Vanadium-Dependent Chloroperoxidase for Regioselective Halogenation

Vanadium-Dependent Chloroperoxidase for Regioselective Halogenation

Author: ChemistryViews

Halogenation reactions can be important in living organisms to, e.g., change the bioactivity of molecules. Vanadium-dependent haloperoxidases are a family of enzymes that promote halogenations. They use a vanadate cofactor, hydrogen peroxide, and halide ions. Some of these enzymes can promote site-selective halogenations, but they have a small scope of known substrates.

Shaun M. K. McKinnie, University of California, Santa Cruz, USA, and colleagues have searched for new substrates of vanadium-dependent haloperoxidases, using Streptomyces bacteria. The bacteria produce halogenated natural products, such as halogenated phenazines (dibenzo-annulated pyrazines). Derivatives of the phenazine-derived meroterpenoid lavanducyanin, for example, show interesting bioactivities, but their full biosynthetic route remains unknown (C2-chlorinated derivative, or azulocyanin, pictured).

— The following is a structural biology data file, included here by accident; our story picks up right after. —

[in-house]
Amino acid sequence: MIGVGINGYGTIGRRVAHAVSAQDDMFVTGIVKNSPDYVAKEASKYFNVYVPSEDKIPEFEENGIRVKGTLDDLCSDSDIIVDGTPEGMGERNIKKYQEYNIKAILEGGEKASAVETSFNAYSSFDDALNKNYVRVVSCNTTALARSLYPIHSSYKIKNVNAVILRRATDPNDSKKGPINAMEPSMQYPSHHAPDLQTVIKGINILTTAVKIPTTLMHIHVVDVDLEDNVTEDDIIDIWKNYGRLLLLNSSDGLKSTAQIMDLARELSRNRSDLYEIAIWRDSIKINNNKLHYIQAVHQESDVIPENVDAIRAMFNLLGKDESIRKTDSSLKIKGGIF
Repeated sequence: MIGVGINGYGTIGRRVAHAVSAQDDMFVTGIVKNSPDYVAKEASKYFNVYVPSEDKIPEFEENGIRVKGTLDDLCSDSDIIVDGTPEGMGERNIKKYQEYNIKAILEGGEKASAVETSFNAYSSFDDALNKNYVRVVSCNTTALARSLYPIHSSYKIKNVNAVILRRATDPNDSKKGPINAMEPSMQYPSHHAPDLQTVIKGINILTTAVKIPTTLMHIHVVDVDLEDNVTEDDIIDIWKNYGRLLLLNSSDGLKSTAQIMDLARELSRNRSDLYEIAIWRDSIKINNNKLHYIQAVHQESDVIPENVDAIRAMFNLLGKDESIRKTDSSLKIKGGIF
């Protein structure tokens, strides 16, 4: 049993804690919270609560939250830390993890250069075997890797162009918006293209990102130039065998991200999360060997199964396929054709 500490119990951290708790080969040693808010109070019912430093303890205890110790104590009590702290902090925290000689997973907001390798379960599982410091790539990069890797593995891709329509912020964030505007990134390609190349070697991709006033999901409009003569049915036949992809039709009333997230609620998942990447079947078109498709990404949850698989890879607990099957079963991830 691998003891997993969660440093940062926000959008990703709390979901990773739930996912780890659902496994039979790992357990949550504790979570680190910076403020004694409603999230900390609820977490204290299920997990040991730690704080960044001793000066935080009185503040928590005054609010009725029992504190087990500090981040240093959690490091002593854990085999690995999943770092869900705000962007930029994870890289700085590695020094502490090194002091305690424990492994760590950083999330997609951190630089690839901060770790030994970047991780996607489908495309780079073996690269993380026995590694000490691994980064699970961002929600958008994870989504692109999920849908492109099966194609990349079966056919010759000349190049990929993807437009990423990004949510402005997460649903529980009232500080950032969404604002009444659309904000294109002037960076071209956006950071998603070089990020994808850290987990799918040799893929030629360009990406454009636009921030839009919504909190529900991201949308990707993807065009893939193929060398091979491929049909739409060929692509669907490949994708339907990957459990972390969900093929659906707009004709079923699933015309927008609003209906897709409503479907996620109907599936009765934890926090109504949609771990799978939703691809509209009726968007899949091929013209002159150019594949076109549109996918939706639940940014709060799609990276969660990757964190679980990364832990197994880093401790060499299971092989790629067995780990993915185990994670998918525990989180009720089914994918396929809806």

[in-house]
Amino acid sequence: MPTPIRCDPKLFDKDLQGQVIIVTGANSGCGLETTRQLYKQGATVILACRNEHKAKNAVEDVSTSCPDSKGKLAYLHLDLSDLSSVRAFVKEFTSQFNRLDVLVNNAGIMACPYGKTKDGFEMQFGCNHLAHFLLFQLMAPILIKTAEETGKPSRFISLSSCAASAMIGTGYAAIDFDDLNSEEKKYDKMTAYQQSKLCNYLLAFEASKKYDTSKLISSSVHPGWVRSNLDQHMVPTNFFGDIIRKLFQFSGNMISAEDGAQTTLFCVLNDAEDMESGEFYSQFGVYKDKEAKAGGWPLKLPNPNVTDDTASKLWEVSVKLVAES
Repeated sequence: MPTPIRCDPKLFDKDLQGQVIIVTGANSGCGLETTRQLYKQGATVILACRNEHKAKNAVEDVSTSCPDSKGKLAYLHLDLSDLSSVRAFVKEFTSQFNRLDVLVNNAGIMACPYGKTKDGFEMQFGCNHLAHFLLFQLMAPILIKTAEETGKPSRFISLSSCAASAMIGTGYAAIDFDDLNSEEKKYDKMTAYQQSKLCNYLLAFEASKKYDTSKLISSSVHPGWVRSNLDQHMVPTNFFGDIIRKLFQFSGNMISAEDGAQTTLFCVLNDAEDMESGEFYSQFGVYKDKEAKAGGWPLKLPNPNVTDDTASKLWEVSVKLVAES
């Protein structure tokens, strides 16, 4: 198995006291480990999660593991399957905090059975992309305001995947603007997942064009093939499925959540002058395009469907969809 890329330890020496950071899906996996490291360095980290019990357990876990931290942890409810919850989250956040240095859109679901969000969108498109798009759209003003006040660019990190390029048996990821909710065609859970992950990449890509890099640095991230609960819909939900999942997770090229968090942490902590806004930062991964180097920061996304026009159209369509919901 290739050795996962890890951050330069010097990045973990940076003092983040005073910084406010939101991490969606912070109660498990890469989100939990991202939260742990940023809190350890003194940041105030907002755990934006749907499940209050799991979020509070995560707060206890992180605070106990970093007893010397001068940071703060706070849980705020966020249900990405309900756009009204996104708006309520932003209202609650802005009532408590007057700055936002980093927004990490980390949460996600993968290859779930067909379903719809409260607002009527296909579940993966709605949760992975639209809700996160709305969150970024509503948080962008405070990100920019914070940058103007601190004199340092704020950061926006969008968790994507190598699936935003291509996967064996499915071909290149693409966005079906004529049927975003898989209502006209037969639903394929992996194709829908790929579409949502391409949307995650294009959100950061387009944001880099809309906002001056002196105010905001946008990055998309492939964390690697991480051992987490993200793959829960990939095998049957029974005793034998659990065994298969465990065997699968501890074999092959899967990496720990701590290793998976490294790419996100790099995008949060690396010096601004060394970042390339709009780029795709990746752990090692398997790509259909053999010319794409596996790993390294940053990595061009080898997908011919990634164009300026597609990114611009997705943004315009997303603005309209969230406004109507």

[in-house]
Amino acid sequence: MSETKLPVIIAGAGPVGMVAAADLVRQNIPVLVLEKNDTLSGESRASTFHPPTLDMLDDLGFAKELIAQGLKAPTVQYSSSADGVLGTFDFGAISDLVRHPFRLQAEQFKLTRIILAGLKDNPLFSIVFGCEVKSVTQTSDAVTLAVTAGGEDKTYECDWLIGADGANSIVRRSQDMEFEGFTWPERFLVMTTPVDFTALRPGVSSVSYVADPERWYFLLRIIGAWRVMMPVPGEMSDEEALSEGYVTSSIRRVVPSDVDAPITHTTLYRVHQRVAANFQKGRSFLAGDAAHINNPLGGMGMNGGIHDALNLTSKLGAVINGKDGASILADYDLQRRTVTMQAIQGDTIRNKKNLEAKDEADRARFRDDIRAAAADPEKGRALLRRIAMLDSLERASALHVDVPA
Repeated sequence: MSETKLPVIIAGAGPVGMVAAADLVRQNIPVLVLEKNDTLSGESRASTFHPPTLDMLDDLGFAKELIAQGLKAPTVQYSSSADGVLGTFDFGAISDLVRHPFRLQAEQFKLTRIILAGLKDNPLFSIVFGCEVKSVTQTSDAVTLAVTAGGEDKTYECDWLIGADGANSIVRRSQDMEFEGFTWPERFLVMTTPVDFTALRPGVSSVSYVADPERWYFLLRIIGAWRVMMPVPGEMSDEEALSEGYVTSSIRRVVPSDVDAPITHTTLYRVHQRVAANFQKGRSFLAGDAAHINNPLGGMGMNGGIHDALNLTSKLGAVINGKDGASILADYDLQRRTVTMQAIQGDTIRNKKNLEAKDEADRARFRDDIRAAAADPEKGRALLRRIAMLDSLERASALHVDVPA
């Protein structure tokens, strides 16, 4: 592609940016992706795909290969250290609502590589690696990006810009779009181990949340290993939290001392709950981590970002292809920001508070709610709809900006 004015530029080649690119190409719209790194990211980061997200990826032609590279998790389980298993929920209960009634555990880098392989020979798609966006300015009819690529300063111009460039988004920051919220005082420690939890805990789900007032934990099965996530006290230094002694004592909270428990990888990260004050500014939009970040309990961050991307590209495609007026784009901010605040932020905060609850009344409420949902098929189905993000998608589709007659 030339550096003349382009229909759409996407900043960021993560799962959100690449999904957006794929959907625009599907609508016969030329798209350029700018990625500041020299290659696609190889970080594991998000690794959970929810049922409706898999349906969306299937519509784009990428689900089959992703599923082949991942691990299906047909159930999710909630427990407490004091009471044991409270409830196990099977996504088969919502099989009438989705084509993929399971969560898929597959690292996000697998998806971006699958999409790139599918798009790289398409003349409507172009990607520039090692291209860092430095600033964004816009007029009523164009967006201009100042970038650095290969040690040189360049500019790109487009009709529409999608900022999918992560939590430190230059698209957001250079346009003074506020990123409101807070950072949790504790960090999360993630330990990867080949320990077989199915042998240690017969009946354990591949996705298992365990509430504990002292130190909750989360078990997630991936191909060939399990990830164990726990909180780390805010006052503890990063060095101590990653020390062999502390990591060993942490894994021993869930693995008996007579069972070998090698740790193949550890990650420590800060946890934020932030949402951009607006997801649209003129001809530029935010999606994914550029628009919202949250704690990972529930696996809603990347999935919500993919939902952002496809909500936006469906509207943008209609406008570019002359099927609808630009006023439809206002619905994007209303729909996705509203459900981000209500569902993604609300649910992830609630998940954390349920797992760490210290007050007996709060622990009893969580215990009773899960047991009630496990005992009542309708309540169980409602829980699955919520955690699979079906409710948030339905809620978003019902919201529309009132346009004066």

The team extracted lavanducyanin, azulocyanin, and the brominated derivative marinocyanin A from a Streptomyces strain cultured in artificial seawater, indicating that halogenation reactions took place. They performed a genomic analysis of the bacteria, which pointed to the involvement of vanadium-dependent haloperoxidases.

The researchers found a new regioselective vanadium-dependent haloperoxidase, lavanducyanin halogenase (LvcH). According to the team, LvcH is the first reported phenazinone halogenase. It was used in chemoenzymatic synthesis and might be useful in the development of new halogenation biocatalysts.


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